Show ‘n tell (and listen) at the Dept of Comms & Arts

Loaded up with laptops, sticky notes and textas, the GOV.AU team visited the Department of Communications and Arts (Dept of Comms & Arts) last week for a research workshop with their staff.

DTO Content Designer Michael Hugill explains how GOV.AU weren’t just there to present to staff, but to listen and learn from them as well.

Why is the DTO working with the Dept of Comms & Arts?

Caption: Dept of Comms & Arts staff engaging in an activity to discuss and record pain-points for users and staff, as well as ideas to fix them.

We’re currently in the Beta phase of making GOV.AU the place to find out anything to do with the Australian Government.

The Dept of Comms & Arts have joined us to help build a Minimum Viable Product (MVP) that we can test with the public. Other departments will be added to the site later in the year.

In other words, the Dept of Comms & Arts is a very happy and willing guinea pig or the first cab off the rank, depending on which metaphor you prefer.

We even have one of their staff members, Nicholas Keilar, Director of Digital Services, embedded in our team and we do daily check-ins with their digital staff. But as DTO Service Design Lead Jo Hill put it:

‘There are lots of other staff members who care about the website and what’s happening with it, so a workshop felt like a great vehicle for taking more people on the journey with us.’

Uncovering Discovery

Caption: Writing a note about user pain points.

As you might know from Nicholas’ earlier blog post, the walls of the DTO are covered with sticky notes related to our research, but also posters reminding us of our design principles.

‘Show the thing’ is one of those principles and we started the workshop by doing just that. We presented what we’ve learned so far in Discovery phase about the Dept of Comms & Arts website and its users.

Discovery phase is a time to research the real needs and problems faced by users. Here’s a small, simplified selection of what we discussed:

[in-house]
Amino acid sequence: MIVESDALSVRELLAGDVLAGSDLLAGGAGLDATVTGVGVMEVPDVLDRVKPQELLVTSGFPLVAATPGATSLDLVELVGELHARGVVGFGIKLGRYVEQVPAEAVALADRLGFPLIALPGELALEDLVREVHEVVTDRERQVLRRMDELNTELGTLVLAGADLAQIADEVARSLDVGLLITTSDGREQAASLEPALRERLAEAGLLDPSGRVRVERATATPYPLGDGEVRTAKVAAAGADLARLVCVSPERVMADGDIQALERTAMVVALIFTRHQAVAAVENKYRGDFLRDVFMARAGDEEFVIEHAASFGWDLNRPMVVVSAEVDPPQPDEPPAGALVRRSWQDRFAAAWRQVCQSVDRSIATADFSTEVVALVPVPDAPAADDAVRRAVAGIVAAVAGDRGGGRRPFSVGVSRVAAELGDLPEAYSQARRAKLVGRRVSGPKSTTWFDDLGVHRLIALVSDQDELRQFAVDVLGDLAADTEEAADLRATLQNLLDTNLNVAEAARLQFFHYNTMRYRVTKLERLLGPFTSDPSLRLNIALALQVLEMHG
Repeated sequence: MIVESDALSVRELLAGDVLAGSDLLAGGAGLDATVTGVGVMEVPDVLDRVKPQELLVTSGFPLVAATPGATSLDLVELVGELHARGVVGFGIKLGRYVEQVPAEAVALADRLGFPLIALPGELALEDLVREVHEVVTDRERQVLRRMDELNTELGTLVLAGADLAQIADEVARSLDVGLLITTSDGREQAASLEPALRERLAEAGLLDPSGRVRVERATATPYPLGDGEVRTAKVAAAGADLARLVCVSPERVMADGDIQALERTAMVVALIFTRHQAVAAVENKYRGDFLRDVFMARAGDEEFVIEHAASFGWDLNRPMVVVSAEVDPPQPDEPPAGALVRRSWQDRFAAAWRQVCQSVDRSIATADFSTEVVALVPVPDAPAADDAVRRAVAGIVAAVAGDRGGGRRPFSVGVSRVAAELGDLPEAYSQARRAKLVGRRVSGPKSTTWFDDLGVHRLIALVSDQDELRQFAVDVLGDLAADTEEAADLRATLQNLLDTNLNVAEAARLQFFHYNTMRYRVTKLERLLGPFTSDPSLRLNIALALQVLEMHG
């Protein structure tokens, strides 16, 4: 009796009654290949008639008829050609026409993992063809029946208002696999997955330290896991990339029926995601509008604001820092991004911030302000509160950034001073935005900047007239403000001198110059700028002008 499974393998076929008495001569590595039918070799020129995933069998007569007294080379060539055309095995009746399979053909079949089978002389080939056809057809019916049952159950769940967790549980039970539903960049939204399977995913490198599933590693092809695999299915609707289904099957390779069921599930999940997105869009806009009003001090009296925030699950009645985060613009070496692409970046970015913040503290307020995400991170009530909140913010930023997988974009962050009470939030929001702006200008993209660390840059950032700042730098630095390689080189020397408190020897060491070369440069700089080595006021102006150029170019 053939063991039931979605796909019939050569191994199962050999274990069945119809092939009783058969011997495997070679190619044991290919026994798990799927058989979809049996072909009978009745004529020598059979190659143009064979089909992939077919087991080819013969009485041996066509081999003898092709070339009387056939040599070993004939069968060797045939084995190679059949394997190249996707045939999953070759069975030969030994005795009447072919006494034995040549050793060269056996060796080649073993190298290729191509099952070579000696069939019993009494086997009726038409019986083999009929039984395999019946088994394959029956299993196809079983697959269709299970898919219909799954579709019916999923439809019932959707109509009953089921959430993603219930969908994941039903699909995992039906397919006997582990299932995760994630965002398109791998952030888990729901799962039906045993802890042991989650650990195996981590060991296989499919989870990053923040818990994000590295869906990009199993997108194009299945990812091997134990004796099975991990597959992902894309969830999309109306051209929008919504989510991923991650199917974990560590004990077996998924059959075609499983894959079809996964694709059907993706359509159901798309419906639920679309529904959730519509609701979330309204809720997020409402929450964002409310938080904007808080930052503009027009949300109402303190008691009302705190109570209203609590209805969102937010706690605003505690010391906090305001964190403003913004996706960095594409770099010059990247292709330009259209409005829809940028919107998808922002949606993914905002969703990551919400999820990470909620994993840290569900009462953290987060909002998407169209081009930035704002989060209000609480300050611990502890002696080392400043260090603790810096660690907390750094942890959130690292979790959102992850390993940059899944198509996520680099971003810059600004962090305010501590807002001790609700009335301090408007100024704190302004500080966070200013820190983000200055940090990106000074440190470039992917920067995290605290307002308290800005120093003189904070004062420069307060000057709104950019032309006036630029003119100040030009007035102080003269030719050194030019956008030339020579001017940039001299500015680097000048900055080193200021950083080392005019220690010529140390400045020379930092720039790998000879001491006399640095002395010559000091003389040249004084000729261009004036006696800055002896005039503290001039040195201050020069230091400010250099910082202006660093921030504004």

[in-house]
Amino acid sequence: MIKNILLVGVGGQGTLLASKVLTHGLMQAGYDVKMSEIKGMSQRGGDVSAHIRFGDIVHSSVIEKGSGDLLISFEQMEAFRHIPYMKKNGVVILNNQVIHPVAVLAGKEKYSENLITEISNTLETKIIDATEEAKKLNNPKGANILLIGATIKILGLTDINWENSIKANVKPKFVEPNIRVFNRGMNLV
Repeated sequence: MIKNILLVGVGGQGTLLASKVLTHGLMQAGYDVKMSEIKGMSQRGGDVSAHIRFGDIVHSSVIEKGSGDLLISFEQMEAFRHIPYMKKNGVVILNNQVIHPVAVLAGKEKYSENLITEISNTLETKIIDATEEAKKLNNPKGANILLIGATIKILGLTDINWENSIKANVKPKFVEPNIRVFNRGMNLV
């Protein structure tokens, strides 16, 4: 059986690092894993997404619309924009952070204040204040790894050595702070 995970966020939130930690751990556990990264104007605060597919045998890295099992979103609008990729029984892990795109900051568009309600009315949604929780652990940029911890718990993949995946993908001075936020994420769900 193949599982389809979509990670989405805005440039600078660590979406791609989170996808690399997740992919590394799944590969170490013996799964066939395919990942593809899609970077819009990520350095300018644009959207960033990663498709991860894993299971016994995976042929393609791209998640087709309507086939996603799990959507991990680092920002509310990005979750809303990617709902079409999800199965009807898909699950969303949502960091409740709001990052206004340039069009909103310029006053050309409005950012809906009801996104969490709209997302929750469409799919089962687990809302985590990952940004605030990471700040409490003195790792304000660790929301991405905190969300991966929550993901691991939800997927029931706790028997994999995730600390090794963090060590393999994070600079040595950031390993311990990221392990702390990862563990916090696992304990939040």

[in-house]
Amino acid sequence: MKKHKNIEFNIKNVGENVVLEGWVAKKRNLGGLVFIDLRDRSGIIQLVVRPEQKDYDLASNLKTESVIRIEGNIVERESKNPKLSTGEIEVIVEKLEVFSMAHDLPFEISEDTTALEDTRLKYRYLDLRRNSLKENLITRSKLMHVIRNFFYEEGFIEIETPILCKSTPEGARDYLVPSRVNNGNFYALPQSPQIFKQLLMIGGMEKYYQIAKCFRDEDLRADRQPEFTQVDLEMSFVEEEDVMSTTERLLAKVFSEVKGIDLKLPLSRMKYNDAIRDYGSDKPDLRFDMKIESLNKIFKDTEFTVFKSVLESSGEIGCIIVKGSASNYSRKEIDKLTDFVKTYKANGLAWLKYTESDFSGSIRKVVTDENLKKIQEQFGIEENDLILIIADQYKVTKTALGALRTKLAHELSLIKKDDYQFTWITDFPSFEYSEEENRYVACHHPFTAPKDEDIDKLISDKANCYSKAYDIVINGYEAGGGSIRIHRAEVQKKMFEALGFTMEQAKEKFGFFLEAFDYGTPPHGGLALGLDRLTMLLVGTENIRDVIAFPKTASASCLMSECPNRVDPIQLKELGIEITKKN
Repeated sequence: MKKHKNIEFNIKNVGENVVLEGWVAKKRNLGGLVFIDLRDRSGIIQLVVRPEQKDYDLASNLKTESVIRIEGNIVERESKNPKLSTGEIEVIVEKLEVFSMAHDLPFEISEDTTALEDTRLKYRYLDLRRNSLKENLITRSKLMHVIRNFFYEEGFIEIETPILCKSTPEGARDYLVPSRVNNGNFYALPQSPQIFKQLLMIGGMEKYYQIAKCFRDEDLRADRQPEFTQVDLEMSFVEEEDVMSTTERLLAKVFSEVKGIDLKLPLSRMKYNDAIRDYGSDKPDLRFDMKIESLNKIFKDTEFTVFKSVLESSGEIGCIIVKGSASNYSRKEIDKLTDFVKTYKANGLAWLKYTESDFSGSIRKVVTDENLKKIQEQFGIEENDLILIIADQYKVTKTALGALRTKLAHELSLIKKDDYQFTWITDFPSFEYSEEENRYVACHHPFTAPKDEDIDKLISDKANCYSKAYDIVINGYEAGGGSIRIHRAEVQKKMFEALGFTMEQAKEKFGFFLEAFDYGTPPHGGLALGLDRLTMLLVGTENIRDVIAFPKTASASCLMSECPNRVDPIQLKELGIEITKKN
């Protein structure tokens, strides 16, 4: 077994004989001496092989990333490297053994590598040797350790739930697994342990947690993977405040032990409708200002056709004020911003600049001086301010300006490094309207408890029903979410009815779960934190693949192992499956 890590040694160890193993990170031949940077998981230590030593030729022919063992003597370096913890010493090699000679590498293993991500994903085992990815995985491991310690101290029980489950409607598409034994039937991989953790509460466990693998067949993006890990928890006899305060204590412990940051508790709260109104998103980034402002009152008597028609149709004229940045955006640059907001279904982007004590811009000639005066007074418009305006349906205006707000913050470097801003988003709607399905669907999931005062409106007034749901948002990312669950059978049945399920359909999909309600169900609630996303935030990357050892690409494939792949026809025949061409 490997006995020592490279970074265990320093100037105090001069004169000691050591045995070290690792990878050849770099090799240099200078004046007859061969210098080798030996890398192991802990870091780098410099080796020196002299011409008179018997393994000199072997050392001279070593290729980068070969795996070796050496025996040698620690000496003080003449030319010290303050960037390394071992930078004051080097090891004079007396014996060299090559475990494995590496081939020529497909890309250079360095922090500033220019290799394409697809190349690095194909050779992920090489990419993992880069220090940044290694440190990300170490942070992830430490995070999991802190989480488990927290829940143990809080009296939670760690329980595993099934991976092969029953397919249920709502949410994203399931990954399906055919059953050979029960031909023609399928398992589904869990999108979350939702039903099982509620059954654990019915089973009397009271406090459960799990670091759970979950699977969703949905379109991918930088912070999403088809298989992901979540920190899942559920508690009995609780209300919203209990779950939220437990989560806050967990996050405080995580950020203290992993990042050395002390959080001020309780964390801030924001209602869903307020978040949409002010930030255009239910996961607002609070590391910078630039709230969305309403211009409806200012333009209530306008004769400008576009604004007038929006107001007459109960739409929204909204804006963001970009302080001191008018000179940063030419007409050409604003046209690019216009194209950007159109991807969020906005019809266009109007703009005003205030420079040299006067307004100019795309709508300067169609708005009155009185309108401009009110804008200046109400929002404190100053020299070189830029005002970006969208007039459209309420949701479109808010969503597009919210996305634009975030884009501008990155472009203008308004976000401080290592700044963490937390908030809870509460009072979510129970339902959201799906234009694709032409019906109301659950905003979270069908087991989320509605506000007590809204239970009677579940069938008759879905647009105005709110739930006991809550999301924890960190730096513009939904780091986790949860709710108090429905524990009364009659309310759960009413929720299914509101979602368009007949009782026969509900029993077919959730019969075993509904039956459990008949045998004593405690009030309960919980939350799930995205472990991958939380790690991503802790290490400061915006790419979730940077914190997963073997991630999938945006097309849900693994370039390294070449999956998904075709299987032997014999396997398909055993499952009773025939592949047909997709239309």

• A survey placed on the website has revealed about half the visitors to the current site are in the wrong place.
  • Most of the content those users come for is actually on other government websites such as ACMA and NBN.
  • Users often don’t realise which government site they’re on when browsing for information.
  • Media and policy-related stakeholders generally prefer contacting the department directly rather than using the website.
  • Many interview subjects revealed they use Google over in-site search or navigation.

We soon learned that some of these findings validated what was already suspected, while others were completely new to some people in the department.

Staff are users too

Caption: DTO and Dept of Comms & Arts staff working together to complete an activity.

The second half of the workshop involved an activity in which all staff members, working together in small groups, discussed and then recorded:

  • What they know about user pain points (eg ‘how current is the information’)
  • What they’ve experienced themselves as pain points (eg ‘information not always current so misinformation occurs’)
  • Ideas to improve the user experience (eg ‘implement a culture of continual content improvement’)

The activity gave us greater insights into who we’re designing for (internal and external users) and what they need, but also gave Dept of Comms & Arts staff a chance to work outside their own teams.

‘It was interesting to note that many of the pain-points identified during user interviews were already known to the department,’ said Jo, ‘which isn’t typically the case.’

Workshop ‘we’-flections

Caption: Aside from being an effective way for Dept of Comms & Arts staff to contribute to the process, the workshop activity was also fun.

Pardon the pun, but many of the workshop reflections I heard were more like ‘we’-flections — the workshop brought individuals from 2 departments together and gave them a chance to work as one team or one ‘we’.

‘I saw some great conversations happening in the room,’ DTO Content Design Lead Libby Varcoe told me. ‘Staff from different teams figuring out user problems together by seeing what the user might be struggling with and the role their department might be playing in that. It felt really authentic.’

Nicholas said he ‘really enjoyed talking with people who usually work on different topics, all working together for a moment, sharing their experiences, knowledge and insights.’

‘It was good to see a high level of engagement from a variety of areas across the Department,’ said Ben Galdys, Director of Creative Services ‘which validates the interest and importance that staff place on what the DTO is doing.’

With all these thoughts in our collective head, we have now returned to synthesising and analysing the observations and insights ‘we’ recorded, with the ultimate aim of delivering a better experience for all Australians (including Dept of Comms & Arts staff).

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